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On This Day in Black History: December 21
South Carolina enacted Black Codes.
Josh Gibson, the Negro Leagues home-run king, was born.
P.B.S. Pinchback (84), major Reconstruction politician, die in Washington, D.C
The white citizens of Deerfield, Illinois, authorize a plan which blocks the building of an interracial housing development.
Birth of Delorez Florence Griffith who, as Florence Griffith Joyner aka FloJo, became the track legend who won three gold medals (100m.,200m. and 400m.) and a silver (4x400 m. relay) in the 1988 Summer Olympics.
Patricia R. Harris was named Secretary of Housing and Urban Development.
The Lancaster House Agreement, the independence agreement for Rhodesia, now known as Zimbabwe, was signed.
Michael Griffith is struck by an automobile and killed while escaping from a mob of whites who were beating him, in Howard Beach (Queens), NY.
Three white teen-agers were convicted of manslaughter and assault charges stemming from an attack that led to the death of one black man and the severe beating of another in Howard Beach, Queens, a year ago.
Jesse Jackson and other black leaders began a campaign encouraging use of the designation "African American" instead of "black" to denote Americans of African ancestry.
President-elect Bill Clinton named Hazel O'Leary Secretary of Energy. After being confirmed, she became the first black and the first woman to hold that position.

Today's Featured Page
The Golden Stool of the Asante
The Golden Stool of the Asante contains the soul or sunsum of the nation. It is considered to be so sacred that no one is allowed to sit on it. More...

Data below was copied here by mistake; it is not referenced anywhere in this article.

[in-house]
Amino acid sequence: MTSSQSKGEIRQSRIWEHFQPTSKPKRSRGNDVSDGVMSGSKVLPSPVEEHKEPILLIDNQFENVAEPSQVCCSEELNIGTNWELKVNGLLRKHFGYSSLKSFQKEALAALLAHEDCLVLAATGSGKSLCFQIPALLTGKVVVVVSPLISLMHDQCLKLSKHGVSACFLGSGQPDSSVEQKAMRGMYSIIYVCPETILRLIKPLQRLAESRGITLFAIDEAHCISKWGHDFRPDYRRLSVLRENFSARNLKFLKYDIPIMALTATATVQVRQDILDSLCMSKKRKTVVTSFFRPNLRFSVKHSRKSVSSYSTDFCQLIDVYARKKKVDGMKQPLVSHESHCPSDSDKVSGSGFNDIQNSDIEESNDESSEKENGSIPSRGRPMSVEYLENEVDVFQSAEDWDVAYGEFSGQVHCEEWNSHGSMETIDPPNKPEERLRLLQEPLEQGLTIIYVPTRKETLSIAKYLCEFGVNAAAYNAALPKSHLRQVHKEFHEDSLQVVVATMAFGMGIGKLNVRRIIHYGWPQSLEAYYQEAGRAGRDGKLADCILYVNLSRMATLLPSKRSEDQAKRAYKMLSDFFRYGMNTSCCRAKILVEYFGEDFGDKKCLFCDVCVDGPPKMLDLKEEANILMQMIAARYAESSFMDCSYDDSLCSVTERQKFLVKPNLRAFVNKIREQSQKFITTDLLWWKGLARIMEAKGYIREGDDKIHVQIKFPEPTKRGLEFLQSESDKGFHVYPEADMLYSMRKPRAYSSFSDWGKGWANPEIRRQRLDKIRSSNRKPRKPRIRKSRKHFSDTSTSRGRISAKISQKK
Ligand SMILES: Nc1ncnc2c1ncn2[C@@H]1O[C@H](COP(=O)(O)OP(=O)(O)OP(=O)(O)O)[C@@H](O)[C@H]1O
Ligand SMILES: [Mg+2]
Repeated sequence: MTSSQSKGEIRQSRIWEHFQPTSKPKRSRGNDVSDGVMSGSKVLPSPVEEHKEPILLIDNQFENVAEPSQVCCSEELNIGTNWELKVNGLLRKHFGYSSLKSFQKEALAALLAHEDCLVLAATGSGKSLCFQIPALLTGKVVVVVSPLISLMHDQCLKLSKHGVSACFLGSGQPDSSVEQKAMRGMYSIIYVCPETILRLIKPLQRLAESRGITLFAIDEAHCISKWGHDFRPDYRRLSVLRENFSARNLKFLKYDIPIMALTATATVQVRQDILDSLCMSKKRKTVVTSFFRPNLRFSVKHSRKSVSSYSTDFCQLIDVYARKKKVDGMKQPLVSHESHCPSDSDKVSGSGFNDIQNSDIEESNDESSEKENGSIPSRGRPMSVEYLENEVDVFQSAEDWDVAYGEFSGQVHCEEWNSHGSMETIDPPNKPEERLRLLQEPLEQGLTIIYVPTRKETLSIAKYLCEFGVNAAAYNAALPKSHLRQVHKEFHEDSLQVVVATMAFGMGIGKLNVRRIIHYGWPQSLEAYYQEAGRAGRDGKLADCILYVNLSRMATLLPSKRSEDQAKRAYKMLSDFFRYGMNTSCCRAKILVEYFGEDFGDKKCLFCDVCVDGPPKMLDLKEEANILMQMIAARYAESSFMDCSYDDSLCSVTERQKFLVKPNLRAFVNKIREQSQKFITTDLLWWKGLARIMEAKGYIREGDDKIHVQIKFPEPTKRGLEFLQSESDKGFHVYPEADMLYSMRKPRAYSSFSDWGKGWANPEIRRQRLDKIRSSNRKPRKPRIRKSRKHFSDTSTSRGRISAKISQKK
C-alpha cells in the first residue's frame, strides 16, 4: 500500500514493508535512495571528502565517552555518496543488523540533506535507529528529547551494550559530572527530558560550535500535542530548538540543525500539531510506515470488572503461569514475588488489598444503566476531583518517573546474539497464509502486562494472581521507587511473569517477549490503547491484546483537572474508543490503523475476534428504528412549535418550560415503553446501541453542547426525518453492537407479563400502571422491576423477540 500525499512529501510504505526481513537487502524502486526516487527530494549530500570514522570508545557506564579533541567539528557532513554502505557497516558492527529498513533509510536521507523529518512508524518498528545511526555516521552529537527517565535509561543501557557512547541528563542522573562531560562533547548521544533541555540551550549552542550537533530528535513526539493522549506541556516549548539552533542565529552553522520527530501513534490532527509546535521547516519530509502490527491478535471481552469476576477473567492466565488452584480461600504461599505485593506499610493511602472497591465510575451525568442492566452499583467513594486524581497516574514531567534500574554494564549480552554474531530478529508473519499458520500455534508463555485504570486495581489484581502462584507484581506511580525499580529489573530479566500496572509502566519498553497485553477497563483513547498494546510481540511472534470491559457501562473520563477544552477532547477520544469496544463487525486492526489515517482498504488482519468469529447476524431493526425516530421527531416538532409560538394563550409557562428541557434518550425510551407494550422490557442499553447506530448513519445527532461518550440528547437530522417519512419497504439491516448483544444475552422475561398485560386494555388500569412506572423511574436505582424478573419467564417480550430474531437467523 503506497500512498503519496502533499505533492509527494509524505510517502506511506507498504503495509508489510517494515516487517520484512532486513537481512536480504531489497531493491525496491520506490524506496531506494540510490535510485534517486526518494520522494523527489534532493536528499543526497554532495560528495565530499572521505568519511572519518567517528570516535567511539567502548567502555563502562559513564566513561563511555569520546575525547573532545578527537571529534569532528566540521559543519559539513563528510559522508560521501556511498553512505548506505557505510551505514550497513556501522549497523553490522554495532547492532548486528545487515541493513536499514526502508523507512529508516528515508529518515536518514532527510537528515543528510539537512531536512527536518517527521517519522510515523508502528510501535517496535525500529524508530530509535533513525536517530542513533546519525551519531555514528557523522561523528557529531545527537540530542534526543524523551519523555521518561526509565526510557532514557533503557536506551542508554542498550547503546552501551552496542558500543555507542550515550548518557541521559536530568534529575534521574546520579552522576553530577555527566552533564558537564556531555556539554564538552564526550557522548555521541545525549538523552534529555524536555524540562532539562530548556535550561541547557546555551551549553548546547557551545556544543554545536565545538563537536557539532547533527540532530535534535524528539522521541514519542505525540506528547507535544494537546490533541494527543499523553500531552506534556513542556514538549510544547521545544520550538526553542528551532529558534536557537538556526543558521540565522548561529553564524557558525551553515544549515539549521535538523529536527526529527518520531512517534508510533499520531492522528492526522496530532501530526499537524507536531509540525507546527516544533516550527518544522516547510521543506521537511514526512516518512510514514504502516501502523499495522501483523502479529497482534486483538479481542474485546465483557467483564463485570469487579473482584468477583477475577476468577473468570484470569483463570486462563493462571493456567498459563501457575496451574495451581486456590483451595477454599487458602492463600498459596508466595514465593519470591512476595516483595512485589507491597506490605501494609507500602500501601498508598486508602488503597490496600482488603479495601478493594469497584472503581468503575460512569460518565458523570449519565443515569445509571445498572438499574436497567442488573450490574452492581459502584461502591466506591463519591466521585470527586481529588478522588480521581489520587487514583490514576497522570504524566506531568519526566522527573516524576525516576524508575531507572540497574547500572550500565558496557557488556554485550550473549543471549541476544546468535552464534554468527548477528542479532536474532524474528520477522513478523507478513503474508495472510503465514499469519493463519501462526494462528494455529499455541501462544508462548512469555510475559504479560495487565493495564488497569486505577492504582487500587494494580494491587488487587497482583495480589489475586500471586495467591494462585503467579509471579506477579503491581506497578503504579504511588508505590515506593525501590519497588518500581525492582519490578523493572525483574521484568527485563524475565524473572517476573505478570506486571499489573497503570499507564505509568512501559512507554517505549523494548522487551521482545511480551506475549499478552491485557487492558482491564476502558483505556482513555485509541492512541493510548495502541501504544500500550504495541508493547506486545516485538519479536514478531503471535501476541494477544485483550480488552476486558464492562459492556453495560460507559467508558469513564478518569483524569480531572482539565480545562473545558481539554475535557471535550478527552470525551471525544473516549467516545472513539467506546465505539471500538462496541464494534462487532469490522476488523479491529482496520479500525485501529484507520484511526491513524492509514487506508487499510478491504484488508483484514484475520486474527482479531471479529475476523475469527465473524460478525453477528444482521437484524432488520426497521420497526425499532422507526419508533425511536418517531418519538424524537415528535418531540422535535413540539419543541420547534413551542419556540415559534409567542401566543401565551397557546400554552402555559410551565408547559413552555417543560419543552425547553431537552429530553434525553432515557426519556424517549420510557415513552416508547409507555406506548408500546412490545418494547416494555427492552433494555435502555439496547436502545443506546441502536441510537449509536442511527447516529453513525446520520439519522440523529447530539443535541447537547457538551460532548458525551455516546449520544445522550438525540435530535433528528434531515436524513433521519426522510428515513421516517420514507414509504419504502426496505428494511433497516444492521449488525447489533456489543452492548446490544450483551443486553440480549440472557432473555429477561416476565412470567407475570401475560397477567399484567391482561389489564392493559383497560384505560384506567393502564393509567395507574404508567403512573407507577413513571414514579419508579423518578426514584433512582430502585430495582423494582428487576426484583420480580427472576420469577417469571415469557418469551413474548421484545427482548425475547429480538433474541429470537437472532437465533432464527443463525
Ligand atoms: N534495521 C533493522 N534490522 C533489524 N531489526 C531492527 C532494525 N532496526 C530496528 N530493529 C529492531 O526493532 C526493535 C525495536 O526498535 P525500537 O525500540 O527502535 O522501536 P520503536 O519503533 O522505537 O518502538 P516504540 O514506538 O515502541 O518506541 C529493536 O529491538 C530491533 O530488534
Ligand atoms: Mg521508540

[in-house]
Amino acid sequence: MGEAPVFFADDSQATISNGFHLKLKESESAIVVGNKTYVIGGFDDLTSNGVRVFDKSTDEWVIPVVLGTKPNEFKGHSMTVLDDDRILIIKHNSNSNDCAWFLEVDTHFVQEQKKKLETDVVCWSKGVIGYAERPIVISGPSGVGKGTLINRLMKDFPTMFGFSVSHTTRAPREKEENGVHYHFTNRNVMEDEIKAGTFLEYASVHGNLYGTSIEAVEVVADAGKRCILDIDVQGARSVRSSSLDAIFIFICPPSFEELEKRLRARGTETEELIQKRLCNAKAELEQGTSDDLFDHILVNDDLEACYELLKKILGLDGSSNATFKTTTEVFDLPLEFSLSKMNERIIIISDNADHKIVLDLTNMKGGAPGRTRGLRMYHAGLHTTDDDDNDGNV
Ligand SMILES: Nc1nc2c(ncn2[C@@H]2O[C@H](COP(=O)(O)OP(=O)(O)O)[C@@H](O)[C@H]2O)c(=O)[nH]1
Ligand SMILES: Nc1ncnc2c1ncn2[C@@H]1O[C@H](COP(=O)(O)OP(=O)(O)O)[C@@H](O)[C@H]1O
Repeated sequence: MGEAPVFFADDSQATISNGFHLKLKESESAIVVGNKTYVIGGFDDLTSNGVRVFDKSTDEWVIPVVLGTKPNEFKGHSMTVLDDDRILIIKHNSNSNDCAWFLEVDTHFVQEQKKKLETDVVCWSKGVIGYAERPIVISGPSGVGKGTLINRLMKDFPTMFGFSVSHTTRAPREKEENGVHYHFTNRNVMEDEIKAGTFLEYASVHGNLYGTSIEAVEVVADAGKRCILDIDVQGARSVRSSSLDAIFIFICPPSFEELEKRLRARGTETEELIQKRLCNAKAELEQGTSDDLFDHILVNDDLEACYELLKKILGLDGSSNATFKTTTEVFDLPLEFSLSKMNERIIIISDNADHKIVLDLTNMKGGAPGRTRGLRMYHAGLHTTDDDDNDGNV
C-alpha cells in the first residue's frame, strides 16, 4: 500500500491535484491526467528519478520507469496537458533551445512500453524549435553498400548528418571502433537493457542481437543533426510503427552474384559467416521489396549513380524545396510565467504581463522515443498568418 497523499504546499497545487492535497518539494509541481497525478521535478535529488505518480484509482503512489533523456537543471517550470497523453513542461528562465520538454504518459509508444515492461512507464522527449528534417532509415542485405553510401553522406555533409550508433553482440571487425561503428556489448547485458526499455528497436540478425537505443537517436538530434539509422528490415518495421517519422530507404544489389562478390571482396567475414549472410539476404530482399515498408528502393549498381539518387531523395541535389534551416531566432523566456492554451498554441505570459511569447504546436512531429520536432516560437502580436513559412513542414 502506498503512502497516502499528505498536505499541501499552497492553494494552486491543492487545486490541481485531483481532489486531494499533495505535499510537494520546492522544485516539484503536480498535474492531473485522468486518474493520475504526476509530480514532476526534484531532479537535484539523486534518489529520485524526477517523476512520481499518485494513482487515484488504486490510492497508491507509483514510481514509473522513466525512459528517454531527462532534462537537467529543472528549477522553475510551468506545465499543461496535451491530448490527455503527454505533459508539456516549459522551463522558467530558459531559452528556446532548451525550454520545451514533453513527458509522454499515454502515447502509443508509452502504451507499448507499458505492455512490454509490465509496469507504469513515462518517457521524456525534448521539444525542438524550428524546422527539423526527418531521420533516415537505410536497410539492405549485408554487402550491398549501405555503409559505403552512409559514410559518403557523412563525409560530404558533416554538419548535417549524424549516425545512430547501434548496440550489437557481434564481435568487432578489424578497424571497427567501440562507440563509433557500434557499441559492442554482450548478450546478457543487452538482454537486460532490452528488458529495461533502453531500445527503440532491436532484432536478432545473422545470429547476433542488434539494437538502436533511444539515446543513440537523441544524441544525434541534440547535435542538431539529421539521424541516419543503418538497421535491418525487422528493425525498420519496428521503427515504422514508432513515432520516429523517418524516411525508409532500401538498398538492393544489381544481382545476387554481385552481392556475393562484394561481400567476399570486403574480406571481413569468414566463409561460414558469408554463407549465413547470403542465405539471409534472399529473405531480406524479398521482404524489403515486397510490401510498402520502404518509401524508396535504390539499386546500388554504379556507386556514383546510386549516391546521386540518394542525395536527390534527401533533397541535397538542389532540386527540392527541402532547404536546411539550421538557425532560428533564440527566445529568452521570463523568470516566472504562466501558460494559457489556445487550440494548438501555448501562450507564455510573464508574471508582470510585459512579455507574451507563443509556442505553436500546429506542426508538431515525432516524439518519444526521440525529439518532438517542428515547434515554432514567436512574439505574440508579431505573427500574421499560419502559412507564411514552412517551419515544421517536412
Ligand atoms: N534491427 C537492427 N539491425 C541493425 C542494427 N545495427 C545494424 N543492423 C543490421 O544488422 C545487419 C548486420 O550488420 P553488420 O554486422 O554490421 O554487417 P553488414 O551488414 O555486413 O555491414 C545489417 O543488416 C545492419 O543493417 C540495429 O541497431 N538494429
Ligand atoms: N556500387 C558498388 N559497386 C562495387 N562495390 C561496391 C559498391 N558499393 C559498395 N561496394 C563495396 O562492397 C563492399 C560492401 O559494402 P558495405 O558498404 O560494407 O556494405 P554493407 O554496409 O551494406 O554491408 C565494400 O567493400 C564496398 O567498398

Previously Featured Pages
Dr. George Carruthers
Dr. Carruthers is an astrophysicist of international renown. He was the principal inventor of the first moon-based observatory, the Far Ultraviolet Camera/Spectrograph—a combination spectograph and camera, with an electron intensifier—used for the Apollo 16 mission to the moon in 1972. More...

Dr. Carter G. Woodson
In 1926, Dr. Carter G. Woodson inaugurated Negro History Week. More...

The Fall of Benin
On February 17, 1897, Benin City fell to the British. On that fateful day in history, the city of Benin lost its independence, its sovereignty, its Oba (king), its control of trade, and its pride. More...

Queen Nzinga
Queen Nzinga's meeting with the Portugese governor, recorded by a Dutch artist, is legendary in the history of Africa's confrontations with Europe. More...

Dr. Carter G. Woodson
In 1926, Dr. Carter G. Woodson inaugurated Negro History Week. More...

Dr. Patricia S. Cowings
Dr. Patricia S. Cowings is the Director of Pyschophysiological Research at NASA's Ames Research Center in Moffett's Field, California. With a career spanning nearly three decades with NASA, Dr. Cowings was the first American woman selected to be an astronaut way back, as she states, "before Sally Ride's day and they didn't even have a uniform for me." More...

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